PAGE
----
By Sarah Geegan
Chemistry Professor Yinan Wei recently received a $450,000 grant from the National Science Foundation for a study expected to generate some of the first ever data in her subject matter.
The proposal, titled "Protein Activity and Oligomer Stability in Cell Membrane," will focus on questions surrounding how proteins oligomerize in cell membrane, or in other words, how membrane-spanning proteins that function in units containing more than one subunit, assemble in nature.
"The selective permeability of cell membranes, which is essential for all life forms that we know, is conferred by membrane proteins," Wei said. "Approximately 80 percent of membrane proteins with known structures exist as oligomers when crystallized, indicating a large portion of proteins function as oligomers in cell membrane."
A thorough understanding of these questions will immensely impact several research areas, Wei said. These areas include the biogenesis of cell membrane; establishment of homeostasis; signal transduction and material transport across cell membranes; and regulation of protein functions in membranes.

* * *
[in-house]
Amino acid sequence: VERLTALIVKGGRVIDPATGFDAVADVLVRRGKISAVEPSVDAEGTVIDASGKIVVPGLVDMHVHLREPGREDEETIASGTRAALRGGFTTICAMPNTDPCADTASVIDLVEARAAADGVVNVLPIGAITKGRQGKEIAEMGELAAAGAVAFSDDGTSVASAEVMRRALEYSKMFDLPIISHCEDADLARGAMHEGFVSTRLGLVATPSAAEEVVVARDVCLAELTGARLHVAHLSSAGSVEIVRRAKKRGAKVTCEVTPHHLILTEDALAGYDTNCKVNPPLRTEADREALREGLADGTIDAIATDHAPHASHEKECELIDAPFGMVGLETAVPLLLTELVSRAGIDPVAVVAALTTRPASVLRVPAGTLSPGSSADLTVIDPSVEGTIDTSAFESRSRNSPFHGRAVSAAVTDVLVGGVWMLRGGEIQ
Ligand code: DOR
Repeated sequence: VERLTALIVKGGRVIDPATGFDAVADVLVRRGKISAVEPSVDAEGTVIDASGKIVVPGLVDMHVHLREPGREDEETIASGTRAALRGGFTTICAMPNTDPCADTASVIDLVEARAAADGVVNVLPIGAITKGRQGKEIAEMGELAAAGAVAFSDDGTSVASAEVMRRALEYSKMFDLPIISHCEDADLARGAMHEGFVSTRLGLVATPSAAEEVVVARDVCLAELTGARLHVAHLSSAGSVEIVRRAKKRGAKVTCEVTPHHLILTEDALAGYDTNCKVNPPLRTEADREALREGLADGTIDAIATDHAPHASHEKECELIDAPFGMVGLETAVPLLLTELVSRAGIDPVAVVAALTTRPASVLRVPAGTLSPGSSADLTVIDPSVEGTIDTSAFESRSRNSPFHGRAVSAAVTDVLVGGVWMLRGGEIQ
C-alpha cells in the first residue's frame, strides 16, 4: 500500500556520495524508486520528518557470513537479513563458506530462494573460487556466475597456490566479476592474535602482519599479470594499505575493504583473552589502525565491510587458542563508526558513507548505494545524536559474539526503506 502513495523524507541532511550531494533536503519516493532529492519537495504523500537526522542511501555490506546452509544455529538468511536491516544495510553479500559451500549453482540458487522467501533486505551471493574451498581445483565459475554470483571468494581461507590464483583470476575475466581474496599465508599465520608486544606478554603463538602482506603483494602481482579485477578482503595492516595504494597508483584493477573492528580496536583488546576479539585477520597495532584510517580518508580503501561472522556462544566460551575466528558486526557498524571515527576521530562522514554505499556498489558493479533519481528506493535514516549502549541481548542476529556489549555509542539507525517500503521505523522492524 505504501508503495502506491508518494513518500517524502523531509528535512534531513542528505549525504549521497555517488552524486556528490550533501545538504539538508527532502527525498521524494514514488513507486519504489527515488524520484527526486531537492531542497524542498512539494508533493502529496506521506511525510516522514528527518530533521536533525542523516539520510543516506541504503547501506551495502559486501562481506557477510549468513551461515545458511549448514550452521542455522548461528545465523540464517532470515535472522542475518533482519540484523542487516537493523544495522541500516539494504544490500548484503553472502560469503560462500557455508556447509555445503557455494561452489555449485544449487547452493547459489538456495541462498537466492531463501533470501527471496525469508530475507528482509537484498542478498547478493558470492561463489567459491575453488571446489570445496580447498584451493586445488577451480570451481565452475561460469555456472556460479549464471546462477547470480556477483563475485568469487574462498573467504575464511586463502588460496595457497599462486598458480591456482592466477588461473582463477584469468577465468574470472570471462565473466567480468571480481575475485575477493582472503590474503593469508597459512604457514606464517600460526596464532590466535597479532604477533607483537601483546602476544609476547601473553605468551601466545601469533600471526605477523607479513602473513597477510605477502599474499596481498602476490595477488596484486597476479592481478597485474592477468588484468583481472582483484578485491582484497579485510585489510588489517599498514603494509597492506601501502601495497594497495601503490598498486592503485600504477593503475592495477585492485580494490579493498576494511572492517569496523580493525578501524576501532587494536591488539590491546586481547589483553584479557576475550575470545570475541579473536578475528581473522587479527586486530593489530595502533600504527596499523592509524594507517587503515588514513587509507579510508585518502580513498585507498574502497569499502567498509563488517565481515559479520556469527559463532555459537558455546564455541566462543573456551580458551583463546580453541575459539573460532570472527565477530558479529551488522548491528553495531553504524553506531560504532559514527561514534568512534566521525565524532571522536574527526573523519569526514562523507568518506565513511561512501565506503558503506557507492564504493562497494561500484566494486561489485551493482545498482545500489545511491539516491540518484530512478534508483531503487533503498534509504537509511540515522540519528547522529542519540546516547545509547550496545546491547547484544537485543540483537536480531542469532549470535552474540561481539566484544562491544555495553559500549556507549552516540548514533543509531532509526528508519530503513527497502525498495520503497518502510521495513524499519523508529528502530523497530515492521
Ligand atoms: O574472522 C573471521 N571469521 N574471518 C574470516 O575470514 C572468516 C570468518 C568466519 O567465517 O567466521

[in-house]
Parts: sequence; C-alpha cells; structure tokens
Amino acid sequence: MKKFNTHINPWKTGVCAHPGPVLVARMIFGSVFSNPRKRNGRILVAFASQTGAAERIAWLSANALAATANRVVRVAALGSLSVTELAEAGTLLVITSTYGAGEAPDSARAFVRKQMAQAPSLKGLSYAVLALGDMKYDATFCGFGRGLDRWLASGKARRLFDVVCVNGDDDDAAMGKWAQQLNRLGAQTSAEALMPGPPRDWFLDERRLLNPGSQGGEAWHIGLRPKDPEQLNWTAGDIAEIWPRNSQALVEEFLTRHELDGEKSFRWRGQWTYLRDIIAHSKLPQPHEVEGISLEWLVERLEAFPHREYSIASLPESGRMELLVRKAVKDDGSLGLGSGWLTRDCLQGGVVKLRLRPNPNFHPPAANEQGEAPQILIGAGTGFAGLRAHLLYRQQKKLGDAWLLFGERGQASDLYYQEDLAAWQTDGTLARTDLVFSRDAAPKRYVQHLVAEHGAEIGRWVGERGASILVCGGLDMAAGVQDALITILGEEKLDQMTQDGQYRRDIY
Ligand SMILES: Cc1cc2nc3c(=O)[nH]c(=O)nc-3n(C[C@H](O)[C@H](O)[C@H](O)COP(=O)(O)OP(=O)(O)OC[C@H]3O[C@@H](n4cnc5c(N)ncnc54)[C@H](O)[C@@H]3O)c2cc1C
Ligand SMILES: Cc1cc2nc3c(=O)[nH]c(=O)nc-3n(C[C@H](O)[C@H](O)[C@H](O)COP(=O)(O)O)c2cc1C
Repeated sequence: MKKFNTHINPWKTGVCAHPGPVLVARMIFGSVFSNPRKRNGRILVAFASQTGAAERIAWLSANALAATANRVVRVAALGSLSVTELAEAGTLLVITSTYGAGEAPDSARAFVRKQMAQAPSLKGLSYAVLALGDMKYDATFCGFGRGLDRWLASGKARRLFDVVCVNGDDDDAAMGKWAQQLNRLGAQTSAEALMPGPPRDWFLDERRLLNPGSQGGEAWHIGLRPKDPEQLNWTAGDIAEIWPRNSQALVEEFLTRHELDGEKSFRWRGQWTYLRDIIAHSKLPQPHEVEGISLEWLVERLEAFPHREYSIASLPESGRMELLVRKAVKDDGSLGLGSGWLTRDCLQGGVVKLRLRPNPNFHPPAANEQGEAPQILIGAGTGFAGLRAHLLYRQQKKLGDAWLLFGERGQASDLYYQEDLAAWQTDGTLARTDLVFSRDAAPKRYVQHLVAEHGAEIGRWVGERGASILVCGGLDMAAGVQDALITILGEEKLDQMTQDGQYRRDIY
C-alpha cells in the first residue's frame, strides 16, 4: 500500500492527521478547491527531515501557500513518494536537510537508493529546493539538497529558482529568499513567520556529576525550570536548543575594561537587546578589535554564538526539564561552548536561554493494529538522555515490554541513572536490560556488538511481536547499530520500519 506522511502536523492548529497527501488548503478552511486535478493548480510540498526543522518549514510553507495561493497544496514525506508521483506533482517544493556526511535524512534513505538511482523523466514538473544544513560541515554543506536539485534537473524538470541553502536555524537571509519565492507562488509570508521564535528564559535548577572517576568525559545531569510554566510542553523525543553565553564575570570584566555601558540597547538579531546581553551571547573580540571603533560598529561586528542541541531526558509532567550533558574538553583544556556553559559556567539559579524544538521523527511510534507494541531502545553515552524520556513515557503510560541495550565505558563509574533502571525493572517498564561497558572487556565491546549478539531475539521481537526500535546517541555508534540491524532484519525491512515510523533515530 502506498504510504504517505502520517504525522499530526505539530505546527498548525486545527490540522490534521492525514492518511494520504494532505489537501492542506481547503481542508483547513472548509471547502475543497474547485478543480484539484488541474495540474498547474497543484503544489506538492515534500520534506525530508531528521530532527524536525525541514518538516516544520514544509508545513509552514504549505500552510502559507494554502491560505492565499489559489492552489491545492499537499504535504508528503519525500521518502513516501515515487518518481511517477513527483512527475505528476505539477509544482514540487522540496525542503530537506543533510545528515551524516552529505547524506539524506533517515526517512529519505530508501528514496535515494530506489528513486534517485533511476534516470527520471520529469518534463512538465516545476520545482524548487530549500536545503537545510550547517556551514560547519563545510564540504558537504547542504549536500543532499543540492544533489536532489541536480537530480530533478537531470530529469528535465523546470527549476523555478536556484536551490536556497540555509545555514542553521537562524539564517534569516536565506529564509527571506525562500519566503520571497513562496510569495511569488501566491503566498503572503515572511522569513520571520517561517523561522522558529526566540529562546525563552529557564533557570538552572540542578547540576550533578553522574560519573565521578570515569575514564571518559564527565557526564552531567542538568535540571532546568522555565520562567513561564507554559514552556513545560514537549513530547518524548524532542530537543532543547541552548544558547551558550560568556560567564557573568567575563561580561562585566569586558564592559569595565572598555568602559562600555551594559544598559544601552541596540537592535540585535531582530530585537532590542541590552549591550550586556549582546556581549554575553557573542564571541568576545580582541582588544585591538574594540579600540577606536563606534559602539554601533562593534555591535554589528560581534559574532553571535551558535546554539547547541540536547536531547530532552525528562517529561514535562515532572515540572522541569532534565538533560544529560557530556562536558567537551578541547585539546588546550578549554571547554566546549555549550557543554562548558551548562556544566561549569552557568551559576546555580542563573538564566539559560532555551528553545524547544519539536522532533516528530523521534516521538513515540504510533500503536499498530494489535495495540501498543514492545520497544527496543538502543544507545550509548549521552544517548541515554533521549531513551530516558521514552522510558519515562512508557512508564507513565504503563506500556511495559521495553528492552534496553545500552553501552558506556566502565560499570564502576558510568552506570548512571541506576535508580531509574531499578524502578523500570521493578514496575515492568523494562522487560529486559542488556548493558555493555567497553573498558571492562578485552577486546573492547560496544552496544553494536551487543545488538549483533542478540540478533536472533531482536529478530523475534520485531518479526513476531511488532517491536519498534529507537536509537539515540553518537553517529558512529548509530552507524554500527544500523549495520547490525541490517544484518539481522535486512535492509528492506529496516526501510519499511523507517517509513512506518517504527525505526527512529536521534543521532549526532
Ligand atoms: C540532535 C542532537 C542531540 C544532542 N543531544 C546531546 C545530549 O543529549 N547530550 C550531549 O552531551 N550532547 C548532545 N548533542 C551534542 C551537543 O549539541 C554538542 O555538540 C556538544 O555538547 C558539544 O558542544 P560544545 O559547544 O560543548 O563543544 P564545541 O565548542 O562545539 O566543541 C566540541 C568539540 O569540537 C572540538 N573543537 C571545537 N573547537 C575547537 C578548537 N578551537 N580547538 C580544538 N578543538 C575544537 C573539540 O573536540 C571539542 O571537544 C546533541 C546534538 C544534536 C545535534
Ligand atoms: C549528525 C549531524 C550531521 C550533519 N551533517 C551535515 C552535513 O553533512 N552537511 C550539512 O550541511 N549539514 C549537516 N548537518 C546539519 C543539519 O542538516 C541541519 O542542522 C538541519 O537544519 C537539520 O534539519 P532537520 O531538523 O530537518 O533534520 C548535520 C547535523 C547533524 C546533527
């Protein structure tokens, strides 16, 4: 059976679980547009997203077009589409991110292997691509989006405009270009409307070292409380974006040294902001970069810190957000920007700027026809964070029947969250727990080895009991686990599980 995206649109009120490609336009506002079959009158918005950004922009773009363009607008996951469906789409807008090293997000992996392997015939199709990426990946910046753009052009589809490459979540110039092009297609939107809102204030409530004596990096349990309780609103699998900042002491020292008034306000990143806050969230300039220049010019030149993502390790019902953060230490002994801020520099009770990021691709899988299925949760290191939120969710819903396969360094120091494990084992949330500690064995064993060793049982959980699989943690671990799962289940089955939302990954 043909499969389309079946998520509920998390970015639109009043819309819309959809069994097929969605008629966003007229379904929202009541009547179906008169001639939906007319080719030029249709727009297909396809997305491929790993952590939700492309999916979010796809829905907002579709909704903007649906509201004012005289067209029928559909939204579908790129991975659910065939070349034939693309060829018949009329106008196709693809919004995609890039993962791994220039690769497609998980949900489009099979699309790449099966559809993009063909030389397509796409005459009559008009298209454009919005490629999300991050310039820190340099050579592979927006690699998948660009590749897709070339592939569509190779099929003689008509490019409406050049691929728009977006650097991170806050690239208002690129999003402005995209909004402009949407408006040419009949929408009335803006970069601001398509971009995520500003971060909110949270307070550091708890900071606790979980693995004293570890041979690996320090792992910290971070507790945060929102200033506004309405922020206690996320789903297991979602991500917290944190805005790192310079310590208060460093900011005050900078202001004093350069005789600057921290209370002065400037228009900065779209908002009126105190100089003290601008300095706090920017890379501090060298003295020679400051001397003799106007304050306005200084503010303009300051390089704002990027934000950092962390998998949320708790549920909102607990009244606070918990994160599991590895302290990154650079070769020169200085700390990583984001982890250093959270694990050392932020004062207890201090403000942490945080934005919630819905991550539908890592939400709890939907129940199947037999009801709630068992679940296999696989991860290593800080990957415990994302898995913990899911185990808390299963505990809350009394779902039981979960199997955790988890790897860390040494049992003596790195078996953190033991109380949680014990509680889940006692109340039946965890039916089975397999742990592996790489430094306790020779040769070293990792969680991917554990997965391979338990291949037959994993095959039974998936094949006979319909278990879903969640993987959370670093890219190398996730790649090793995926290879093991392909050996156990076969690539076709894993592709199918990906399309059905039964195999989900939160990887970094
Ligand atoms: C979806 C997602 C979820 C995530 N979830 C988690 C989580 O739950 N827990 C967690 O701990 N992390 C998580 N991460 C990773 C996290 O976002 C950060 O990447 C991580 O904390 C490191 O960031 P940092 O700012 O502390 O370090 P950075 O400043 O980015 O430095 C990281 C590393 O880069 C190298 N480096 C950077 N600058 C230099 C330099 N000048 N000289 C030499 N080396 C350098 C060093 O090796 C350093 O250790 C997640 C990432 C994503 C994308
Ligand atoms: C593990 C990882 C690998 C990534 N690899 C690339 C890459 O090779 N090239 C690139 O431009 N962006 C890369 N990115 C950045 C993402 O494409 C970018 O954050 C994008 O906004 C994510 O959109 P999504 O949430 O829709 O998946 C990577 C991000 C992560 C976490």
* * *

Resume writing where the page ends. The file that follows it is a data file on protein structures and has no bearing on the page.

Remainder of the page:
"The study is expected to generate some of the first data concerning the correlation between oligomer stability of multi-domain and multi-span helical membrane proteins and their in vivo activity," Wei said.
With the current funding rate in her division, molecular and cellular biology, at approximately 14 percent, Wei said that she was excited to accept the grant, which will also allow her to train students ranging from high school to graduate levels.
Students will be trained to research questions in the area of membrane protein structure, function, folding and interaction. Wei said that the project will provide the students with hands-on experience about research in modern biochemistry, and that she hopes it will inspire them to pursue a career in science.
"This grant will allow us to do the exciting project, while in the meantime training students." Wei said. "I am thrilled."